When I was in Brussels, my sister's friend, from Spain, wanted to make a special dinner for us. She made "calimari en su tinta"--squid over rice, covered with its black ink! It wasn't tasty at all, and looked really weird to my American eye. What we all said was, "Thank you so much for the wonderful experience." Because it was--I loved it for the experience, not the taste.
=========

<div class='quote'>IMO All your best chefs are men.
A man would have to think that, eh? How could you possibly go through life knowing that perhaps you are not the best? Rachael Ray, huh? Can you actuially NAME an actual chef? CHEF RAMSEY! TOM COLECCHIO! BOBBY FLAY! Yay TV CHEFS!

I love Ego. *sarks*
 Sabrosura
Joined: 1/7/2009
Msg: 24
If he didn't like it, would you want him to eat it anyway?
Posted: 8/18/2009 9:10:37 AM
OP: If the dish is really bad tasting (didn't come out the way it should), I would not want him to eat it, as I probably wouldn't like it either.

I wouldn't take it personally. I think most of us who have tried to dabble with a new dish or not a "chef" have encountered this.

Grab a take-out menu or go out and eat is what I would do!
 varinia
Joined: 1/1/2009
Msg: 25
If he didn't like it, would you want him to eat it anyway?
Posted: 8/18/2009 9:12:01 AM
If you knew, would you expect him to eat it any way?


I have a tendency to put myself in the other person's positions and take their potential feelings into consideration.

So, I would serve up a meal and with a smile point out the Pizza delivery menu that we can use as backup. That way he won't be under so much pressure and knows that it won't be the end of the world for me, if he doesn't like my cooking.

I would really hate finding out that someone felt like they had to pretend to like my food, if they didn't. This makes it easy for him and we can joke about it, if it comes to that.

While I would be disappointed that he may not have liked it, he can so make up for it by letting me know how much he appreciated the effort I may have gone through preparing it. Because in the end I don't normally do it for the food, but because I want to do something nice for someone else. So, if he can acknowledge that, then I'm perfectly happy.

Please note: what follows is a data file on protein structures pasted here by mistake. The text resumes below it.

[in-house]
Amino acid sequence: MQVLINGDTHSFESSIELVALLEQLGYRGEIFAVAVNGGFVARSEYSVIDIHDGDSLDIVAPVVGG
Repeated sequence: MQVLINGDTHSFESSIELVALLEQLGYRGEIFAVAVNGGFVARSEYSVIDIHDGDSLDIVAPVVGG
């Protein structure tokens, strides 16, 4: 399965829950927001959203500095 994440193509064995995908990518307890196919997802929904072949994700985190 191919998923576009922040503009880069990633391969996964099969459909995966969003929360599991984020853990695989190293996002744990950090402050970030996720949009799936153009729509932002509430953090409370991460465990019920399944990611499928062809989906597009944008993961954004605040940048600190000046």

Vannili
Joined: 7/8/2008
Msg: 29
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If he didn't like it, would you want him to eat it anyway?
Posted: 8/18/2009 10:23:10 AM
If I invited a man for a dinner in my house, I would ask him his favorite food/cuisine/food dislikes/allergics/ & likes. Then that is what I am going to cook.
That is just a simple social ethics..

If you knew ,would you expect him to eat any way? Would you be upset and disappointed if he didn't .


No I will never force him to eat, he might be allergic to the food, that will make him sick/ or the taste is not to his liking. I will immediately prepare food to his liking , but I hope he doesn't make a big deal of that inconvenience to his hostess, he can eat salad, bread, dessert,side dish...

His parents force him to eat what ever they prepared when he was growing up, and that was stop when he become 8 years old.
 mcwr
Joined: 3/24/2009
Msg: 31
If he didn't like it, would you want him to eat it anyway?
Posted: 8/18/2009 10:49:22 AM
It seems strange that she wouldn't ask you about what YOU like to eat. In my experience, if a woman wants to impress me, she will ask me about what I like, and then cook it for me.
 forum101
Joined: 2/5/2008
Msg: 32
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If he didn't like it, would you want him to eat it anyway?
Posted: 8/18/2009 11:04:26 AM
If I am cooking for them, you bet I'm going to find out their likes and dislikes, allergies and food restrictions.
I've cooked for diabetics, and vegetarians. When I am dating either, I stock up on their choice of food. Soy burgers, soy chicken, or diet butter, and have actually counted carbs in my dishes cooked for them.
But my old stand by dinner, fried chicken, mashed potatoes and gravy, biscuits, my baked mac and cheese, and green beans always gets cleaned up. oh, and a pineapple upside down cake. Actually I shouldnt cook it, cause they wind up eating so much, they get sleepy and want to take a nap. Kind of like Thanksgiving. It was my mother's Wednesday night dinner, and my Grandmother's Sunday dinner.

If he didnt like what I have cooked, I have plenty of quick to cook things in the freezer or cabinet, that would still feed him.
 mcwr
Joined: 3/24/2009
Msg: 33
If he didn't like it, would you want him to eat it anyway?
Posted: 8/18/2009 11:31:10 AM
I slowly made my way over to his end of the table while giving him the "look of death."


I'm familiar with that look. I am always prepared to use defensive Jujitsu. LOL.
 Vannili
Joined: 7/8/2008
Msg: 34
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If he didn't like it, would you want him to eat it anyway?
Posted: 8/18/2009 11:39:22 AM
Miss congeniality err,,,, contemplated, I am impressed on your input to the OP's thread,what can I say ???


"I Like Your Style Baby"


Vannili
 jadegreen
Joined: 2/3/2006
Msg: 35